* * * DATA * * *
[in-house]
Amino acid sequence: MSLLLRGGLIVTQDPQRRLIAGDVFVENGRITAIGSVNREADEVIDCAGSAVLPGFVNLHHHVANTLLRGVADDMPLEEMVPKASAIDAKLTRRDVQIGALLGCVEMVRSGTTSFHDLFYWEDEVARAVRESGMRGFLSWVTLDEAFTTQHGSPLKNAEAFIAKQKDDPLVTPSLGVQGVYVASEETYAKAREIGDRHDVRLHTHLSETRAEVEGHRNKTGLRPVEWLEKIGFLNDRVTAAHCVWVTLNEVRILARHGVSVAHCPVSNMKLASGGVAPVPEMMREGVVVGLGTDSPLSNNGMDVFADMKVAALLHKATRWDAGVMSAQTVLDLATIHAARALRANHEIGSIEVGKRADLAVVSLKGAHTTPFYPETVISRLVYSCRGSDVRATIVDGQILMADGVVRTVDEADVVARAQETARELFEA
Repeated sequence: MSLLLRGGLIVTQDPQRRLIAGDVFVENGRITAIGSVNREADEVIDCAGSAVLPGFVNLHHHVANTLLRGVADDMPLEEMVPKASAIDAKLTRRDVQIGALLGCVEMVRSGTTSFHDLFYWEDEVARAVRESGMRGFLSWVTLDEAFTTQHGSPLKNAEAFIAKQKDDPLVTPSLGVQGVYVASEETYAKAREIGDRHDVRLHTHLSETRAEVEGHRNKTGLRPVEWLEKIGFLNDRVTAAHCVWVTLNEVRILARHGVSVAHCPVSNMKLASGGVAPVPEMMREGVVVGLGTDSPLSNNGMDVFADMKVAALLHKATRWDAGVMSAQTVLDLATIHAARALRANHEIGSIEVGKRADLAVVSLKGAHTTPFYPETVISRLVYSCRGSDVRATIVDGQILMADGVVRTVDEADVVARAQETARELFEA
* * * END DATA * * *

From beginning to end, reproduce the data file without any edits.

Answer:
[in-house]
Amino acid sequence: MSLLLRGGLIVTQDPQRRLIAGDVFVENGRITAIGSVNREADEVIDCAGSAVLPGFVNLHHHVANTLLRGVADDMPLEEMVPKASAIDAKLTRRDVQIGALLGCVEMVRSGTTSFHDLFYWEDEVARAVRESGMRGFLSWVTLDEAFTTQHGSPLKNAEAFIAKQKDDPLVTPSLGVQGVYVASEETYAKAREIGDRHDVRLHTHLSETRAEVEGHRNKTGLRPVEWLEKIGFLNDRVTAAHCVWVTLNEVRILARHGVSVAHCPVSNMKLASGGVAPVPEMMREGVVVGLGTDSPLSNNGMDVFADMKVAALLHKATRWDAGVMSAQTVLDLATIHAARALRANHEIGSIEVGKRADLAVVSLKGAHTTPFYPETVISRLVYSCRGSDVRATIVDGQILMADGVVRTVDEADVVARAQETARELFEA
Repeated sequence: MSLLLRGGLIVTQDPQRRLIAGDVFVENGRITAIGSVNREADEVIDCAGSAVLPGFVNLHHHVANTLLRGVADDMPLEEMVPKASAIDAKLTRRDVQIGALLGCVEMVRSGTTSFHDLFYWEDEVARAVRESGMRGFLSWVTLDEAFTTQHGSPLKNAEAFIAKQKDDPLVTPSLGVQGVYVASEETYAKAREIGDRHDVRLHTHLSETRAEVEGHRNKTGLRPVEWLEKIGFLNDRVTAAHCVWVTLNEVRILARHGVSVAHCPVSNMKLASGGVAPVPEMMREGVVVGLGTDSPLSNNGMDVFADMKVAALLHKATRWDAGVMSAQTVLDLATIHAARALRANHEIGSIEVGKRADLAVVSLKGAHTTPFYPETVISRLVYSCRGSDVRATIVDGQILMADGVVRTVDEADVVARAQETARELFEA